JpGU-AGU Joint Meeting 2020

Presentation information

[E] Oral

S (Solid Earth Sciences ) » S-CG Complex & General

[S-CG58] Science of slow earthquakes: Toward unified understandings of whole earthquake process

convener:Satoshi Ide(Department of Earth an Planetary Science, University of Tokyo), Hitoshi Hirose(Research Center for Urban Safety and Security, Kobe University), Kohtaro Ujiie(Graduate School of Life and Environmental Sciences, University of Tsukuba), Takahiro Hatano(Department of Earth and Space Science, Osaka University)

[SCG58-21] Serpentinized shear zones with low frictional strength by grain-boundary sliding of antigorite at the depth of deep SSEs

*Takayoshi Nagaya1, Simon Richard Wallis1 (1.Graduate School of Science, The University of Tokyo)

Keywords:B-type antigorite CPO, Shallow wedge mantle, Grain boundary sliding, Deep slow slip events, Serpentinized shear zones, Friction

Deep slow slip events (SSEs) commonly occur around the plate interface between the subducting slab and the shallow wedge mantle at depths of ~30–50km. At these depths it is thought to be difficult to sustain large porous channels capable of transporting large volumes of fluids derived from the subducting slab, the main exception being water released by metamorphic reactions along plate interfaces (Abers et al., 2017, Nat. Geosci.). In addition, it is proposed that slow-slip behaviours arise near the threshold between stable and unstable failure related to frictional instabilities in hydrous silicates (Leeman et al., 2016, Nat. Comm.). For these reasons, the frictional properties of hydrous silicates are likely to be important in understanding SSE phenomena.

The shallow forearc wedge mantle is thought to contain significant amounts of hydrated peridotite in the form of high-temperature serpentine, antigorite (Atg). However, previous experimental studies have focused on gouge samples of the low-temperature serpentine minerals lizardite and chrysotile, and proposed the importance of both low effective normal stresses developed due to influence of pore fluids and the low frictional strength of the low-temperature serpentine (μ values from 0.7–0.5) to explain the slow rupture velocities of the short-term SSEs observed in nature (Hirauchi & Muto, 2015, EPS). Therefore, there are the gaps between the understanding of slow slip based on experimental frictional studies and the expected distribution of serpentinite minerals based on their thermodynamic stabilities in the region of deep SSEs.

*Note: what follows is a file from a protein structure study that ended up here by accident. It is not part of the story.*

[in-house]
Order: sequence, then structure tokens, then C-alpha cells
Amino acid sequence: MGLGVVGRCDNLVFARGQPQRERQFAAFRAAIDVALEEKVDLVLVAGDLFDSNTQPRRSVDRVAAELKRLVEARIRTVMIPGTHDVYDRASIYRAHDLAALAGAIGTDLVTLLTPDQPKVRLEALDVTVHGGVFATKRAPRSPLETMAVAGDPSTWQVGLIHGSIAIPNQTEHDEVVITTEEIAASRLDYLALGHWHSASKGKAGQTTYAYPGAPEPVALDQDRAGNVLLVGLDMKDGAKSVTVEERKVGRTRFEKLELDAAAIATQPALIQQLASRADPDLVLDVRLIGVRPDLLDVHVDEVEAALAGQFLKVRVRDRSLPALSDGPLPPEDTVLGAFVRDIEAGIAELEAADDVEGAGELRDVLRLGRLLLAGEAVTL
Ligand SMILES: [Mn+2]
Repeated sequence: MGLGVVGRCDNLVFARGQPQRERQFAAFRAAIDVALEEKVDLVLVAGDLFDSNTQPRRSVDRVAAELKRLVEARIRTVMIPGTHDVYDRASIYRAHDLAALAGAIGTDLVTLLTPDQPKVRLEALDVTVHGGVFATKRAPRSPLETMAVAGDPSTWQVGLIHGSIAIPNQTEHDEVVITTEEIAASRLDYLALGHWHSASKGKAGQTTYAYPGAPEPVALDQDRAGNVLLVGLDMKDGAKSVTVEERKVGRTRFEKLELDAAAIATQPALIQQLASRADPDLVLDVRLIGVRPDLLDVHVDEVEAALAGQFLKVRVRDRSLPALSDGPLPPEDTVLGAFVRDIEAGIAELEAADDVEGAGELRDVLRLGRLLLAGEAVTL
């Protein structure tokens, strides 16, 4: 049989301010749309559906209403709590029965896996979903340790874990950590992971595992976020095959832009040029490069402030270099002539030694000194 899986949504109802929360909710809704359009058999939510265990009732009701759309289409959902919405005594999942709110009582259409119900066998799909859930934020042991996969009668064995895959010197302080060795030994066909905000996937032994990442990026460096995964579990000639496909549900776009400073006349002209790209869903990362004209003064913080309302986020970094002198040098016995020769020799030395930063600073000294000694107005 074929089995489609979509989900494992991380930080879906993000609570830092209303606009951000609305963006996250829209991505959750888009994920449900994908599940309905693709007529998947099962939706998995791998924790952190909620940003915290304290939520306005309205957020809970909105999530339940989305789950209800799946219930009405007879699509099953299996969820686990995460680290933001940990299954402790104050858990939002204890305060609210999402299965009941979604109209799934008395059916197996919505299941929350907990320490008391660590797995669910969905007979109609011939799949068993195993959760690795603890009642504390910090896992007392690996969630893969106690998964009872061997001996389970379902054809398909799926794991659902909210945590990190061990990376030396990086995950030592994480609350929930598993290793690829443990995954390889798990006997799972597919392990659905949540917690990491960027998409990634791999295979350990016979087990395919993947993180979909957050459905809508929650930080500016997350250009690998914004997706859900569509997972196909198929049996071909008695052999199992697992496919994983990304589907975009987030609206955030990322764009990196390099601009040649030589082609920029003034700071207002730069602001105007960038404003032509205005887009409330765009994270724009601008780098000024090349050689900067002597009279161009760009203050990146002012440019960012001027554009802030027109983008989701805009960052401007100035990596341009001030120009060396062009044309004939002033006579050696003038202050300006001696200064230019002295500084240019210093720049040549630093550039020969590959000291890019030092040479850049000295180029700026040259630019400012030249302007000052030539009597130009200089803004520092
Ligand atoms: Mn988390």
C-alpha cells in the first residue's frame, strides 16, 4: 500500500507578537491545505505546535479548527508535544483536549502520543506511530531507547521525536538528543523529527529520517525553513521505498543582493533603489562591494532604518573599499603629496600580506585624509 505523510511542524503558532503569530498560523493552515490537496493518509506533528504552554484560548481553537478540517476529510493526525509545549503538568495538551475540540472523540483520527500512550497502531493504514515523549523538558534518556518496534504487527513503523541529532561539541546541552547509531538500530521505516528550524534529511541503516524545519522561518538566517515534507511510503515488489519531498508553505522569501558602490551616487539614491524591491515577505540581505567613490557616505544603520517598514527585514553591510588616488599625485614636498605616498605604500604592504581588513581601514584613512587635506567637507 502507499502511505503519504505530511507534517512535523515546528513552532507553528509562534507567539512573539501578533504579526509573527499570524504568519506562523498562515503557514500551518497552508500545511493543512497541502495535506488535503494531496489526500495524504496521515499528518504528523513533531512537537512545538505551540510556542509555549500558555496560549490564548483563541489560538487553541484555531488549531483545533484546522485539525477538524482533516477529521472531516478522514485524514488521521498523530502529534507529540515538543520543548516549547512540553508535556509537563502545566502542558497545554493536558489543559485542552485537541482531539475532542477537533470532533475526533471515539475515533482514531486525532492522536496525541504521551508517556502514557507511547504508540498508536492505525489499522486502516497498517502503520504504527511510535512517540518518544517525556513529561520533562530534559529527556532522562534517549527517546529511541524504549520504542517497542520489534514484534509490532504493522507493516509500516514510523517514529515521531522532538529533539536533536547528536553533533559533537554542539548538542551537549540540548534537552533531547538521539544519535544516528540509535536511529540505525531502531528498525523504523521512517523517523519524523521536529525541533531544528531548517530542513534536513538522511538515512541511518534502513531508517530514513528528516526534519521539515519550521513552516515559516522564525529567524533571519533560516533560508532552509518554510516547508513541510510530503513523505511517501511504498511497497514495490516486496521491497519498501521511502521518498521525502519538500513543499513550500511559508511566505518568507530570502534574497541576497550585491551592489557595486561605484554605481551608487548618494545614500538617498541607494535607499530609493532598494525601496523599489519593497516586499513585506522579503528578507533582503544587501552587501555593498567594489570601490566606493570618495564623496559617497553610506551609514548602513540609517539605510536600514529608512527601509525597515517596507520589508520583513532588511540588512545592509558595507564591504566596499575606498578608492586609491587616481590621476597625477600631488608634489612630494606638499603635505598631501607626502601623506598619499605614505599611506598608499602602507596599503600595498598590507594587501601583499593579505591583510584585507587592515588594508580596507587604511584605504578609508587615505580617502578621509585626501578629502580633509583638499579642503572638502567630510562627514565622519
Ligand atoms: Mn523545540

Here we focus on the frictional property of antigorite as a key to deepen our understanding of the material properties relevant to deep SSEs. Atg is a highly anisotropic sheet silicate mineral and alignment of this mineral can result in strong frictional and permeability anisotropies in the forearc wedge mantle. However, several different types of crystal preferred orientation (CPO) patterns of Atg and the different CPO formation mechanisms have been proposed and the conditions under which these different types are likely to develop are not well known. In this study, we examine progressive development of Atg CPO by using EBSD analysis applied to strain gradients preserved in natural serpentinite shear zones. In addition, EBSD maps provided aspect ratios of individual grains and changes in shape preferred orientation. We also compared chemical composition with the observed geometric changes in Atg grains, using the results of EPMA analyses.

CPO analysis shows a clear rotation of the (001) basal plane of Atg towards parallel to the shear zone with increasing strain. The Atg CPO within the shear zone shows the B-type Atg CPOwhere a strong concentration of b-axes of Atg is parallel to the shear direction. There are only limited mis-orientations in individual Atg grains within the shear zone that could indicate internal plastic deformation. In addition, there are no significant differences seen in the size, aspect ratios and major element chemical compositions of the Atg grains within and outside of the shear zones. Finite strain ellipses estimated using March’s model for passive rotation of elongate shapes show increasing strain ratios associated with progressive rotation of the maximum stretching direction towards the shear plane of the shear zone. The above observations suggest reorientation of Atg grains occurred with increasing strain but without internal deformation or grain size reduction. Therefore, we propose the B-type Atg CPO formed by mechanical rotation of grains associated with grain-boundary sliding.

The association of grain-boundary sliding with the formation of B-type Atg CPO in the present shear zones is in agreement with the experimental observation that the low-friction direction of Atg is parallel to the b-axis. This implies that serpentinized shear zones that develop B-type Atg CPO along the slab-mantle boundary in subduction zones have a lower frictional strength than expected from experimental studies using the gouge sample of Atg and may be comparable to low-temperature serpentines, and could develop aseismic frictional sliding in deep SSEs domains.